Sometimes you decide to watch a film or series for a certain actor, sometimes because you’re a fan of the director’s work and sometimes it’s the production house which develops your interest and Netflix’s latest, “Mai”, belongs to that exact lot. I have been a huge admirer of Clean Slates Filmz for the quality content they have delivered in such a short span of time right from their very first release “NH10”. Helmed by Anshai Lal and Atul Mongia, “Mai” is their latest offering which is a crime thriller set against the backdrop of to what extent a mother can go for her child.
“Mai” is a story about Sheel Chaudhary (played by Sakshi Tanwar) a typical middle class woman who works as a nurse at an old age home in Lucknow. Her world shatters when her impaired daughter Supriya (played by Wamiqa Gabbi) dies in front of her eyes in a mysterious accident. To everyone what seemed like a normal accident initially wasn’t one and Sheel realized it quickly and decided to go into its depth to discover the truth.
Sakshi Tanwar, whom we have grown up watching playing the typical sanskari bahu on television, gives a phenomenal performance as Sheel Chaudhary. With her versatile acting skills she manages to impress everyone and proved it once again that she can pull off any role with much ease. Her straight-from-the heart performance as a vulnerable mother made her pain look so believable that at some point it made all of us teary eyes. But as an audience we would have absolutely loved it if the writers would have explored Sheel and Supriya’s bond more deeply rather than keeping it superficial.
Was Supriya’s death a murder or accident? Will Sheel succeed in avenging her daughter’s death? And if so, how? The answers to these questions form the crux of this series that stretches for six long episodes spanning around 50-55 minutes each.
As the show proceeds ahead a lot of twists and characters are introduced adding layers to the story, making us realise it’s much more than just a murder mystery. But as they say, too many cooks spoil the broth. The editing by Manas Mittal could definitely have been a little better as some of the scenes feel so unecessarily dragged and they keep testing the audience’s patience whereas some of the parts could have been explored a little more- for instance, Seema Pathwa’s character.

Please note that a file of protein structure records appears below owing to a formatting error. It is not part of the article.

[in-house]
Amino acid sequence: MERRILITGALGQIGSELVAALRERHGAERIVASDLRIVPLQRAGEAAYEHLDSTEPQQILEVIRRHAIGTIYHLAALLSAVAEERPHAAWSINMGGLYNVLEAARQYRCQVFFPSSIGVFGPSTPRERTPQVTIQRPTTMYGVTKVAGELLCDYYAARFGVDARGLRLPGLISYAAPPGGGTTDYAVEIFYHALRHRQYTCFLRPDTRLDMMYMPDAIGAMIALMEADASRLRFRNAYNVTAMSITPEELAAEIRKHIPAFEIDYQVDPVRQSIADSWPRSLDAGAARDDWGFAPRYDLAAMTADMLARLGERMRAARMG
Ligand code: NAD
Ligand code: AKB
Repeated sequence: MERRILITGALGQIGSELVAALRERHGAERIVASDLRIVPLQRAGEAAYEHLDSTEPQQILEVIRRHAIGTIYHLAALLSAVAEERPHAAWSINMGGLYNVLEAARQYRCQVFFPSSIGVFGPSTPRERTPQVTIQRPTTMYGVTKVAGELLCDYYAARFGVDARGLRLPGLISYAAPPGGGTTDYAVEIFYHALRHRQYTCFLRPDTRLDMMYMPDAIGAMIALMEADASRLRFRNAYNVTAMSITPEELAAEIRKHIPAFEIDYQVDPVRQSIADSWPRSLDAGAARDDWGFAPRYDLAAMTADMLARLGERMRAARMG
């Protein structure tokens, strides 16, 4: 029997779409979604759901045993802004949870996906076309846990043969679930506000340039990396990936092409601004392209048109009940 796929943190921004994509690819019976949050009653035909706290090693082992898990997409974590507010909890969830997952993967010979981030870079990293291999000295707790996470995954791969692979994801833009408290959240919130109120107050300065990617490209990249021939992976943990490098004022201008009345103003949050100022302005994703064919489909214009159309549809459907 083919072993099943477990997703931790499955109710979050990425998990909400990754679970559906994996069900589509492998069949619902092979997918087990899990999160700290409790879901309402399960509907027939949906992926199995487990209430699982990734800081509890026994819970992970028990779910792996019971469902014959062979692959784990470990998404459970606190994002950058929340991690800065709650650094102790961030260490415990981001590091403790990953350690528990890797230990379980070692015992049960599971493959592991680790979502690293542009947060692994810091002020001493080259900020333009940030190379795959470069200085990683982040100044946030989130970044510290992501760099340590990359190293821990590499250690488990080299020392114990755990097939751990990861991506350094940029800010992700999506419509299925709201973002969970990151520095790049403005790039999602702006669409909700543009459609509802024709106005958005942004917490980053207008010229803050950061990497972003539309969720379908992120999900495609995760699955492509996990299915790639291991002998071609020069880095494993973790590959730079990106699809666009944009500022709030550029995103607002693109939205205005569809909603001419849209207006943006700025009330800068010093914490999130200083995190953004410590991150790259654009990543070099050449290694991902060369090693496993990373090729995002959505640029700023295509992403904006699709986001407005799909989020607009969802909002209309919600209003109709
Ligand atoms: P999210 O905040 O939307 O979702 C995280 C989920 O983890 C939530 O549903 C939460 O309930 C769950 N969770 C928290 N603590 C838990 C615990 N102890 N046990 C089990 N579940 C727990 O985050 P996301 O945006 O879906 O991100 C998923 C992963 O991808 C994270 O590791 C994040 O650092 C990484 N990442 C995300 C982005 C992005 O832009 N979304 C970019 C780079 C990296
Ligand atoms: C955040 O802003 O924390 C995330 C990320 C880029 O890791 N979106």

Nevertheless, “Mai” surely has its moments which will stay with you for some time. Take for example, in one of the scenes we see Sheel searching clues for her daughter’s death in a garbage bag and she finds a child’s hand in it, to which someone says, “Ladki hogi, yahan bahut milenge aise.” The line puts another harsh truth of the society on screen, where killing girl children has been absolutely normalised. And in that one moment as a girl you feel nothing but privileged for something that is your basic right.
On the performance front, Sakshi Tanwar is the heart and soul of “Mai”. She carries the show on her shoulder right from the beginning. Raima Sen as Neelam, a female gangster did a neat job. The two ladies are the biggest plus points of the show.
Then there’s Vivek Mushram who is convincing as Yash, Sheel’s husband who runs a chemist store and lives in the shadow of his elder brother and his wife. Ankur Ratan is refreshing in the role of cop as Farooque Siddiqui who’s on a mission to expose the medical scam. On a whole, a decent star cast with decent performance. Despite being set against the backdrop of crime thriller “Mai” manages to maintain the violence part aptly without getting over the top.
To sum up, if you’re someone who has already seen the Sridevi starrer “Mom” or Raveena Tandon’s “Maatr”, you’re going to find the series a little repetitive with its already dragged runtime it might fail to keep you enthralled, except in a few parts. But to the new audiences, it’s going to be entertaining and engaging; a near perfect suspense thriller.
“Mai” is now streaming on Netflix.